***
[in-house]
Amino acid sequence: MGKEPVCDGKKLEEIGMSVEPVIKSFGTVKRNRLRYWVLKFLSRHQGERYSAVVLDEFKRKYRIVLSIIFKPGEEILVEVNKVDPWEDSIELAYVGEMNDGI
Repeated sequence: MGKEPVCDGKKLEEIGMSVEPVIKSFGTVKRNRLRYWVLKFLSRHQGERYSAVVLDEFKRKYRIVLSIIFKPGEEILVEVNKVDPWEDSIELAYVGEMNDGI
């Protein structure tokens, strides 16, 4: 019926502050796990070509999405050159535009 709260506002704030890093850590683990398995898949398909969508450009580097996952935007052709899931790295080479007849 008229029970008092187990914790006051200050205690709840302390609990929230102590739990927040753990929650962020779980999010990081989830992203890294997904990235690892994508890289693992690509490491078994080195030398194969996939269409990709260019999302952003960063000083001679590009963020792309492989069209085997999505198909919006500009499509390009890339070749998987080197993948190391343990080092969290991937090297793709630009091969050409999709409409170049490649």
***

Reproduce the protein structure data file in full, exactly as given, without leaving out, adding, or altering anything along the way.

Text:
[in-house]
Amino acid sequence: MGKEPVCDGKKLEEIGMSVEPVIKSFGTVKRNRLRYWVLKFLSRHQGERYSAVVLDEFKRKYRIVLSIIFKPGEEILVEVNKVDPWEDSIELAYVGEMNDGI
Repeated sequence: MGKEPVCDGKKLEEIGMSVEPVIKSFGTVKRNRLRYWVLKFLSRHQGERYSAVVLDEFKRKYRIVLSIIFKPGEEILVEVNKVDPWEDSIELAYVGEMNDGI
């Protein structure tokens, strides 16, 4: 019926502050796990070509999405050159535009 709260506002704030890093850590683990398995898949398909969508450009580097996952935007052709899931790295080479007849 008229029970008092187990914790006051200050205690709840302390609990929230102590739990927040753990929650962020779980999010990081989830992203890294997904990235690892994508890289693992690509490491078994080195030398194969996939269409990709260019999302952003960063000083001679590009963020792309492989069209085997999505198909919006500009499509390009890339070749998987080197993948190391343990080092969290991937090297793709630009091969050409999709409409170049490649």